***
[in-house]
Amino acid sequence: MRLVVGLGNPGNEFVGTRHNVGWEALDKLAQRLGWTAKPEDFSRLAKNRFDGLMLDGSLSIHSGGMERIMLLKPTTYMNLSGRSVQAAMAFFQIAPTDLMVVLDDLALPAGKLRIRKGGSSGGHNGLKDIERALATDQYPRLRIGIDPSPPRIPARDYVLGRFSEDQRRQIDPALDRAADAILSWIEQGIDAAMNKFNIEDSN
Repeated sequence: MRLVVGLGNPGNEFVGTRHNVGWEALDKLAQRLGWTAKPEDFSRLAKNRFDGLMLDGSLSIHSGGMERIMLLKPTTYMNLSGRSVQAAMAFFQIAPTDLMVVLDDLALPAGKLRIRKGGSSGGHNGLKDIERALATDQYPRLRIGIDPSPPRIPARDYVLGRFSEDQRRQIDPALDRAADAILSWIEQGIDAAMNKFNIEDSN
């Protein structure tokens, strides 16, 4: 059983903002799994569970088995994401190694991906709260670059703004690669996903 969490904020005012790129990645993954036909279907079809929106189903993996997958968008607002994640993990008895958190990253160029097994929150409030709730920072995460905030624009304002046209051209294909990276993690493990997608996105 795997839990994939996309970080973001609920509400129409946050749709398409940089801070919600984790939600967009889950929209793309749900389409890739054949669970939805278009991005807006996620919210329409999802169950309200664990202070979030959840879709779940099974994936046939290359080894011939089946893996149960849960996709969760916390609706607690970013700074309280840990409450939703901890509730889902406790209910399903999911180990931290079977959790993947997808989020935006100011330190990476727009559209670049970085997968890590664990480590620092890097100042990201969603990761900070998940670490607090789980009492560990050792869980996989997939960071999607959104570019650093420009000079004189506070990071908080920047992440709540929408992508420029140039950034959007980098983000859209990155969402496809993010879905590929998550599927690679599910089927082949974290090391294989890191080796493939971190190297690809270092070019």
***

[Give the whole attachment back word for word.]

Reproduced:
[in-house]
Amino acid sequence: MRLVVGLGNPGNEFVGTRHNVGWEALDKLAQRLGWTAKPEDFSRLAKNRFDGLMLDGSLSIHSGGMERIMLLKPTTYMNLSGRSVQAAMAFFQIAPTDLMVVLDDLALPAGKLRIRKGGSSGGHNGLKDIERALATDQYPRLRIGIDPSPPRIPARDYVLGRFSEDQRRQIDPALDRAADAILSWIEQGIDAAMNKFNIEDSN
Repeated sequence: MRLVVGLGNPGNEFVGTRHNVGWEALDKLAQRLGWTAKPEDFSRLAKNRFDGLMLDGSLSIHSGGMERIMLLKPTTYMNLSGRSVQAAMAFFQIAPTDLMVVLDDLALPAGKLRIRKGGSSGGHNGLKDIERALATDQYPRLRIGIDPSPPRIPARDYVLGRFSEDQRRQIDPALDRAADAILSWIEQGIDAAMNKFNIEDSN
């Protein structure tokens, strides 16, 4: 059983903002799994569970088995994401190694991906709260670059703004690669996903 969490904020005012790129990645993954036909279907079809929106189903993996997958968008607002994640993990008895958190990253160029097994929150409030709730920072995460905030624009304002046209051209294909990276993690493990997608996105 795997839990994939996309970080973001609920509400129409946050749709398409940089801070919600984790939600967009889950929209793309749900389409890739054949669970939805278009991005807006996620919210329409999802169950309200664990202070979030959840879709779940099974994936046939290359080894011939089946893996149960849960996709969760916390609706607690970013700074309280840990409450939703901890509730889902406790209910399903999911180990931290079977959790993947997808989020935006100011330190990476727009559209670049970085997968890590664990480590620092890097100042990201969603990761900070998940670490607090789980009492560990050792869980996989997939960071999607959104570019650093420009000079004189506070990071908080920047992440709540929408992508420029140039950034959007980098983000859209990155969402496809993010879905590929998550599927690679599910089927082949974290090391294989890191080796493939971190190297690809270092070019």